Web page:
3 Things to Do When You Didn't Get the Job

There's nothing more frustrating than investing in an interview process, only to be rejected by the prospective employer. Before you sink into an abyss of self-recrimination, think constructively about the situation. You might find an opportunity amidst the disappointment.

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(Photo Credit: Mike Licht/Flickr)

1. Recognize that you're going to feel bad for a bit.

What's worse than giving up and hiding under the covers with a bag of M&Ms? Trying to convince yourself that you're not going to grieve. It won't work, and you'll feel worse than you would have if you hadn't tried to suppress a completely natural reaction.

2. Don't beat yourself up.

"[W]hile you may think you were turned down because your resume wasn't quite impressive enough, in reality the company could have made an internal hire or discontinued the job listing altogether," writes Melody Wilding at The Daily Muse. "Even if you know you were turned away because you weren't the best fit for the role, be careful not to overgeneralize the situation -- accusing yourself of being incapable of ever getting a job."

Wilding suggests reframing the narrative in a more positive way. For example, if you didn't get the job, and wish that you'd done something differently during the interview, tell yourself that you've learned something for next time. (While understanding that there's every chance that their decision not to hire you probably had nothing to do with missed opportunities on your part.)

3. Follow up with the employer.

Once you've calmed down, consider dropping a line to the hiring manager to thank her for the opportunity to interview, and to wish the team the best of luck.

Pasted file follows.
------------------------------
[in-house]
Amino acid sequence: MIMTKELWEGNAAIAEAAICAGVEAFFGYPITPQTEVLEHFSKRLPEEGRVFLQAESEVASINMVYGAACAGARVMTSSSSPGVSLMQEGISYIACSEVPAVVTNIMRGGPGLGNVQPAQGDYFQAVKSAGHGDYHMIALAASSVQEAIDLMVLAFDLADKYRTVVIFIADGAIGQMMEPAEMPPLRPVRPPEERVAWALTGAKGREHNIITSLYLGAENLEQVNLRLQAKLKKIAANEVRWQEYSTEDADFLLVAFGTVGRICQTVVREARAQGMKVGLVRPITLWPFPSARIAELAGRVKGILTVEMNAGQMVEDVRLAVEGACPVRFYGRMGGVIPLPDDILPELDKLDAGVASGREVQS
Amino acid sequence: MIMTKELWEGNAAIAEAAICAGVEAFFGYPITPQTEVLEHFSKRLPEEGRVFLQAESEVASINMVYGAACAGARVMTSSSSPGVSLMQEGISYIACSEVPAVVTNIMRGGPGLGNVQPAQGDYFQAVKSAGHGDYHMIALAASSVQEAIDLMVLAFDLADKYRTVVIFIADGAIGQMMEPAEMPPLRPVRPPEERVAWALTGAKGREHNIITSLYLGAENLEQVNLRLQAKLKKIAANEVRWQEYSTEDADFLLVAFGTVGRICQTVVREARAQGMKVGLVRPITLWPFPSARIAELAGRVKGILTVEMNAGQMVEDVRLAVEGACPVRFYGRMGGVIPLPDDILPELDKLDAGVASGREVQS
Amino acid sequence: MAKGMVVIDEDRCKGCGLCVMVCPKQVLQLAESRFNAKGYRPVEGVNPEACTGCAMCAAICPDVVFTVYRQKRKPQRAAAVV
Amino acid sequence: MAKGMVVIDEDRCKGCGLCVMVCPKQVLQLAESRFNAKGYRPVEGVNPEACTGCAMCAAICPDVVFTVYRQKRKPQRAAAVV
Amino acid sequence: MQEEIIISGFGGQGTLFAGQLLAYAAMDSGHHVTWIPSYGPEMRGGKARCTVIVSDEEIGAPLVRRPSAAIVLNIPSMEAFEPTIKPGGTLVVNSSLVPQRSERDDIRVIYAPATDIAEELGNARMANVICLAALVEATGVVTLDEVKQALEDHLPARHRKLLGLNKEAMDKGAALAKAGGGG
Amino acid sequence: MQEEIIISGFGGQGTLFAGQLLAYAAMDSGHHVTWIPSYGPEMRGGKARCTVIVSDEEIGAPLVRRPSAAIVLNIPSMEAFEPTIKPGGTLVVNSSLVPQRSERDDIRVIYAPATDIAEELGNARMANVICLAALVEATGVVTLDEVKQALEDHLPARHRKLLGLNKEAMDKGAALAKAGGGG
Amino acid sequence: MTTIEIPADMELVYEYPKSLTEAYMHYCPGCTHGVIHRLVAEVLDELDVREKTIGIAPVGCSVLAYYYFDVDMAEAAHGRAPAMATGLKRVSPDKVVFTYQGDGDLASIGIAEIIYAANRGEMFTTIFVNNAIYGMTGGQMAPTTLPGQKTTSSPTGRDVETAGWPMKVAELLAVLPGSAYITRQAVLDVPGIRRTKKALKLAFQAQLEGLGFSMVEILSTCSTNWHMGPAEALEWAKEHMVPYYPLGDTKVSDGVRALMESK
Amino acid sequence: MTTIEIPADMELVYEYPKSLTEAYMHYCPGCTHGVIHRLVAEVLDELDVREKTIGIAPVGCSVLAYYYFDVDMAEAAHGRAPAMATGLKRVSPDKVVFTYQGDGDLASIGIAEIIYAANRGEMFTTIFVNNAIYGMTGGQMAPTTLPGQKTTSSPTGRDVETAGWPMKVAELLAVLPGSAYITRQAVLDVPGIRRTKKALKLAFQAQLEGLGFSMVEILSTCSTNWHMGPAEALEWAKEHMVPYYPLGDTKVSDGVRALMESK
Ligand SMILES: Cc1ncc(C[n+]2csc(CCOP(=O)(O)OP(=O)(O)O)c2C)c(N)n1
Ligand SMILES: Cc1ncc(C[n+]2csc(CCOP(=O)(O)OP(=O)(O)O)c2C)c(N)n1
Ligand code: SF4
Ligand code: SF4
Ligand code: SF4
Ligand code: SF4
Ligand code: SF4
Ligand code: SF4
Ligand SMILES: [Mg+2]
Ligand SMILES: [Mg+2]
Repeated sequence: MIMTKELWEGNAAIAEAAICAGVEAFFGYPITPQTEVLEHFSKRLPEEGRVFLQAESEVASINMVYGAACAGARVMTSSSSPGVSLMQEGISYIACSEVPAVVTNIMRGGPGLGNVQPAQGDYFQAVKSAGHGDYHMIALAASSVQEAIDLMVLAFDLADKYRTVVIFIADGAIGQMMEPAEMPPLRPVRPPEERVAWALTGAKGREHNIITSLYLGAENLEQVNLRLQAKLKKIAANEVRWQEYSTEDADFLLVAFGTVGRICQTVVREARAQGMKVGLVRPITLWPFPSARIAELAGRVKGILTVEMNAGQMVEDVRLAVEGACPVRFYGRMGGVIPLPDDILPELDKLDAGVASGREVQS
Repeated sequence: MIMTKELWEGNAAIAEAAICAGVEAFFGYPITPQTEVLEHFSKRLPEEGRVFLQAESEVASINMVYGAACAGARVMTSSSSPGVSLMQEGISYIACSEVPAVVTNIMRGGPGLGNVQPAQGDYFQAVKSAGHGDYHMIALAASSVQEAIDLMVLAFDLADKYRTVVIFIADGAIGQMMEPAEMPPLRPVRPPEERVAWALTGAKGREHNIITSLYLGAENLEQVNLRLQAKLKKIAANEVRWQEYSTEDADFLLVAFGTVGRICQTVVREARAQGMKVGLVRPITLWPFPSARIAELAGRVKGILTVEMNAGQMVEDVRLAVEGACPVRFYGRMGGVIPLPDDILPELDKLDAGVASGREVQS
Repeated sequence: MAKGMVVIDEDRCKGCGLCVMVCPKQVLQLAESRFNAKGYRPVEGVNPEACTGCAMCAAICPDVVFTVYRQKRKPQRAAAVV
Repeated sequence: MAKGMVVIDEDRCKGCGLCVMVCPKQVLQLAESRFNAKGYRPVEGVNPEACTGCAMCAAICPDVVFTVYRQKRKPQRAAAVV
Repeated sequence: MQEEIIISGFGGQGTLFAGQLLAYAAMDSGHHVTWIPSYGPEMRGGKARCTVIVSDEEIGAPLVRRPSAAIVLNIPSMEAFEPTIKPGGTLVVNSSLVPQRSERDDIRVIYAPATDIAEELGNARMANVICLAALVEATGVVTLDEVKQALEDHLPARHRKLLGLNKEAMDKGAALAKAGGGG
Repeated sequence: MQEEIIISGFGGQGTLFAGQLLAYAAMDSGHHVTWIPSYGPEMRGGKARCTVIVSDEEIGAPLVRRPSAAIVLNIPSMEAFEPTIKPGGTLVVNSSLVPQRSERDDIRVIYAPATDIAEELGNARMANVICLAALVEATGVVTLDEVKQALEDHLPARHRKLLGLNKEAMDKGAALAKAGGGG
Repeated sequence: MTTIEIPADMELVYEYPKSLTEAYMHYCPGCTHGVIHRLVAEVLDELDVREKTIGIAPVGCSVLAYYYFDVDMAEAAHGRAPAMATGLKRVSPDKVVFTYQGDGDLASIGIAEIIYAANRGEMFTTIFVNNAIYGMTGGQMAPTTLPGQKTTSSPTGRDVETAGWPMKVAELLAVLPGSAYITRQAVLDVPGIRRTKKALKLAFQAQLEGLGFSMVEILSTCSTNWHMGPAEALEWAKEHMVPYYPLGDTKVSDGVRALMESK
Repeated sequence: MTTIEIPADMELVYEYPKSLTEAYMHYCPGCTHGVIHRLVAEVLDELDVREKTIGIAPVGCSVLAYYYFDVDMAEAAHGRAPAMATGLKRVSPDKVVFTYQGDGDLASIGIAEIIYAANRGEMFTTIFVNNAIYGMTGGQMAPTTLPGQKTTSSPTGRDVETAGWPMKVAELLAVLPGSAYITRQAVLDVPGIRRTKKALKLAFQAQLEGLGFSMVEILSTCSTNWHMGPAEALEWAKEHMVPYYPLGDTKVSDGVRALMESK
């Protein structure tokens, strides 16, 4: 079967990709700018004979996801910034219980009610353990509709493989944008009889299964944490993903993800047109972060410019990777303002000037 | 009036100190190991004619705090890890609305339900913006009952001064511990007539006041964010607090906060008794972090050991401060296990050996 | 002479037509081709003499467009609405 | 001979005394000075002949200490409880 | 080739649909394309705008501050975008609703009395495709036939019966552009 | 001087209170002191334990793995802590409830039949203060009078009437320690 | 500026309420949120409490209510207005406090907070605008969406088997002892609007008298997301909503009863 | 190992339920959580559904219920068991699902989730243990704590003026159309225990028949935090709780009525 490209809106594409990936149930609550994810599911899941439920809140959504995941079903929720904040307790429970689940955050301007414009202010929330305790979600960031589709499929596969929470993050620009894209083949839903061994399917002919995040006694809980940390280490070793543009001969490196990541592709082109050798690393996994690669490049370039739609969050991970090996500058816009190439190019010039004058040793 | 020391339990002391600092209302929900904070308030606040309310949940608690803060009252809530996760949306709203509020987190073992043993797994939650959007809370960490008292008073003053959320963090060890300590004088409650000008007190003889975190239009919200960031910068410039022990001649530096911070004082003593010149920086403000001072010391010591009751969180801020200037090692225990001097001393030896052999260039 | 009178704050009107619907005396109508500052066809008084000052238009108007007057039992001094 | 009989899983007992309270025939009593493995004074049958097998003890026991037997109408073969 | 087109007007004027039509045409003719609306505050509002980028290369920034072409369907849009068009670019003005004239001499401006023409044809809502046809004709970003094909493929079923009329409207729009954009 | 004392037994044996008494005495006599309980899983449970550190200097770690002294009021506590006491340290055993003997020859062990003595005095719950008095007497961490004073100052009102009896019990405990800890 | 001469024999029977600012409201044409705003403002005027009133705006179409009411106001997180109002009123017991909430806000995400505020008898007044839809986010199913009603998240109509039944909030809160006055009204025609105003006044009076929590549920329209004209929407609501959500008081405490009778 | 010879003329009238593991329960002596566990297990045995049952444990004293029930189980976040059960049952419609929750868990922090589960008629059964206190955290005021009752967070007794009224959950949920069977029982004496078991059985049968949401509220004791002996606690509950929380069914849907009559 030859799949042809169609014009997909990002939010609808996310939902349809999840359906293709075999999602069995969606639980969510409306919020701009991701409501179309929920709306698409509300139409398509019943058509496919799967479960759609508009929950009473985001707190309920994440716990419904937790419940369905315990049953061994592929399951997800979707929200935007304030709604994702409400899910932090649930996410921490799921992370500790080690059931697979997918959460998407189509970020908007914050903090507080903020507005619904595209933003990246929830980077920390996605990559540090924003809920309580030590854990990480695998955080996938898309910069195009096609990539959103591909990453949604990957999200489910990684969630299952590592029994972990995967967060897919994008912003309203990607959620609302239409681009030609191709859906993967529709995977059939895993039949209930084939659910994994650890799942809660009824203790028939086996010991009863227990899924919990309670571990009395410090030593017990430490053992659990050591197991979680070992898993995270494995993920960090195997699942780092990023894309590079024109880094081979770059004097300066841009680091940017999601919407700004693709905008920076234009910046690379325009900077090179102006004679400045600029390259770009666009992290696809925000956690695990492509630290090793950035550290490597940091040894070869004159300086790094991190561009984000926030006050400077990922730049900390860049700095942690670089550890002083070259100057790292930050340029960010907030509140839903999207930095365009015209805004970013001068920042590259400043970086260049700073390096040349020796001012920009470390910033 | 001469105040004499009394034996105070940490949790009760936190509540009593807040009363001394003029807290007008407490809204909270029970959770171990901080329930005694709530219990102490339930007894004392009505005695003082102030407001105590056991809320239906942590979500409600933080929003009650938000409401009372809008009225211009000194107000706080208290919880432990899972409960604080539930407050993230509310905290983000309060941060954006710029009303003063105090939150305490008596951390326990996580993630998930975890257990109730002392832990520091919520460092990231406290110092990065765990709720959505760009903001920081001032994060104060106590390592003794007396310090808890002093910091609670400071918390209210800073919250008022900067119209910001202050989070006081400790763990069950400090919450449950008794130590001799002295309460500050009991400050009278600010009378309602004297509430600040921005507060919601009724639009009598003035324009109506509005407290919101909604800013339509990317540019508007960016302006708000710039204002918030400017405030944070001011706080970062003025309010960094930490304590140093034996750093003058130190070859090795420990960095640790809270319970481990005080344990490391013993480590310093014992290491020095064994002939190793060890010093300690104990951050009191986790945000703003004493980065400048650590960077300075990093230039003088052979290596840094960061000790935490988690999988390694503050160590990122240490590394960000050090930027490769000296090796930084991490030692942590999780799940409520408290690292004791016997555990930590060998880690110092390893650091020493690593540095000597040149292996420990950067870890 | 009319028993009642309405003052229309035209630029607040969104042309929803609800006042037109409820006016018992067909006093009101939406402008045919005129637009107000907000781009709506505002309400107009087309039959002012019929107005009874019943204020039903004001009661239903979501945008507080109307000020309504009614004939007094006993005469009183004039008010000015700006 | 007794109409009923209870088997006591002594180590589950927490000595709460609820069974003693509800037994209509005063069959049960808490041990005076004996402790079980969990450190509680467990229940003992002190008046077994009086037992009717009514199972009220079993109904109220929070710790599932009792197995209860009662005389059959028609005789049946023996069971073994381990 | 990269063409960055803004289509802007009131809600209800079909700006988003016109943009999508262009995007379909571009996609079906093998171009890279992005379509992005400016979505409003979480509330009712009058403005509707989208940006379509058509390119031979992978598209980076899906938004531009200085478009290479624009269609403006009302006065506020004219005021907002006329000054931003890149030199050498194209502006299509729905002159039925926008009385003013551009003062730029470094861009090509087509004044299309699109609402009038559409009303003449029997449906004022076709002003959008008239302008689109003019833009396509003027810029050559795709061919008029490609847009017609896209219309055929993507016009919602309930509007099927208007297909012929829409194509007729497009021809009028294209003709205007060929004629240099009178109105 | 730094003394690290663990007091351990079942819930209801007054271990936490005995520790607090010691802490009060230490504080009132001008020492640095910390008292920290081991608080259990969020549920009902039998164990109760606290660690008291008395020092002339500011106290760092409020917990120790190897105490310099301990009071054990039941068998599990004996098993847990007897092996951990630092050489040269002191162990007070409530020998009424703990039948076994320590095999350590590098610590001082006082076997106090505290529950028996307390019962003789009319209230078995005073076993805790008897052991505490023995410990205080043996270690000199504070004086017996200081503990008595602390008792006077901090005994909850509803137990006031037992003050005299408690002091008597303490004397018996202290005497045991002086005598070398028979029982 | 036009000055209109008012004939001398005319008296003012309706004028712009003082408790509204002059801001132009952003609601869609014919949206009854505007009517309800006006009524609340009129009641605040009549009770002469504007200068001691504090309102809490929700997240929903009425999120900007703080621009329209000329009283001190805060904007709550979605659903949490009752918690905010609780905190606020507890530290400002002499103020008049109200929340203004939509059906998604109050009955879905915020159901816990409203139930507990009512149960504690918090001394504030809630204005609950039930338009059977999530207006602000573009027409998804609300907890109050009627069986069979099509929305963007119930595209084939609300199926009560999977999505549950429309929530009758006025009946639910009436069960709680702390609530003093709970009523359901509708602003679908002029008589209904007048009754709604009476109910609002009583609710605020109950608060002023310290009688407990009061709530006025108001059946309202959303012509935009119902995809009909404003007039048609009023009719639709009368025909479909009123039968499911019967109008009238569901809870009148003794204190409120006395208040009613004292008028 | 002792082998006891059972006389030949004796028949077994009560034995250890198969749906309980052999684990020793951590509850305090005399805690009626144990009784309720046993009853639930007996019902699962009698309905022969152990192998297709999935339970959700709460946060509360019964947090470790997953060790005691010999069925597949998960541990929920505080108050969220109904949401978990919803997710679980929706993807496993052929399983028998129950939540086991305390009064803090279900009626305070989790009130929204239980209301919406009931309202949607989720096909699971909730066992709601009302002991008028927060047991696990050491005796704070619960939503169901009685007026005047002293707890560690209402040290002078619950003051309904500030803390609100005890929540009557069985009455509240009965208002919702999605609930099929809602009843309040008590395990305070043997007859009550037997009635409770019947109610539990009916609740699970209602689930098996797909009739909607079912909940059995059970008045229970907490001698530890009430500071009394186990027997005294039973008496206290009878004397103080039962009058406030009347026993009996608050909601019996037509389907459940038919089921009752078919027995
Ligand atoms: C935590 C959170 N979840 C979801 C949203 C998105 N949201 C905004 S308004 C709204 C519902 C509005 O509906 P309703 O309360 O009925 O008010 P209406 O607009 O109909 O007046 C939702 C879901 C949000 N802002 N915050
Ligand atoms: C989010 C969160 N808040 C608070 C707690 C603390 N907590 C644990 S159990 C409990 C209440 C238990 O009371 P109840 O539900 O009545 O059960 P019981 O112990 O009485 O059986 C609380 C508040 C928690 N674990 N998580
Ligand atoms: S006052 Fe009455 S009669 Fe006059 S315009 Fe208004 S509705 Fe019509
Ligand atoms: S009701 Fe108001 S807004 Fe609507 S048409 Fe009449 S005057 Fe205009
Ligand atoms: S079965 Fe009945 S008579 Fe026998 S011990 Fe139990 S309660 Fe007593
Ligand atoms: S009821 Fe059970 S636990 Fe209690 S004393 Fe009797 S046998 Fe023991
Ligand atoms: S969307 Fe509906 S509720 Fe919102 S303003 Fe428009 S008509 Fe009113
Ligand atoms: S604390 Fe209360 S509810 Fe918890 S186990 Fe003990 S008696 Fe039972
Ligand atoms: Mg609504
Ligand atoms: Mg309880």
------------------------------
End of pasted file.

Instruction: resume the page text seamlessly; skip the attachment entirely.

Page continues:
It's fine to ask the company to keep you in mind for other positions, but career experts advise you never to use the thank-you letter as an opportunity to ask what you did wrong.

"Never ask why you didn't get the job. It could put the hirer on the defensive and make them feel uncomfortable, pretty much ensuring that they won't contact you about other possibilities," executive coach Ronald Kaufman tells Forbes.

Tell Us What You Think

Have you ever written to an employer after not getting the job? We want to hear from you! Leave a comment or join the discussion on Twitter.

2 Comments

  1. 2 Arie 26 Feb
    I have asked follow up questions about why I didn't get the job and got feedback about the application process.  The employer did say he'd be willing to give feedback about the interview before I asked and I didn't really learn much about why I didn't get it that I didn't already know.  However, it at least was confirmation and it did show what I needed to change to do better in the next application with them. So I don't agree with the 3rd point.  I see the follow up note after you didn't get it more as asking why you didn't get it letter that says BTW thanks for the interview opportunity, not vice versa (i.e. an interview thank you note that asks what went wrong).
  2. 1 Bee Li Choong 04 Feb

    When I don't get the job, it means that the organisation has no idea what I'm capable of achieving. It takes more than interviews to put me off. Am confident to know that my years of experiences ,performance profit achievements and the number of talented people that I have motivated when they were too put down,and has pulled themselves up and achieved in a positive manner, makes me the happiest person on earth. It's not about a job but a job well done!Organisations that lack the foresight to see potential in each and every individual has no idea that there is talent lurking right in front of their eyes. Sad!

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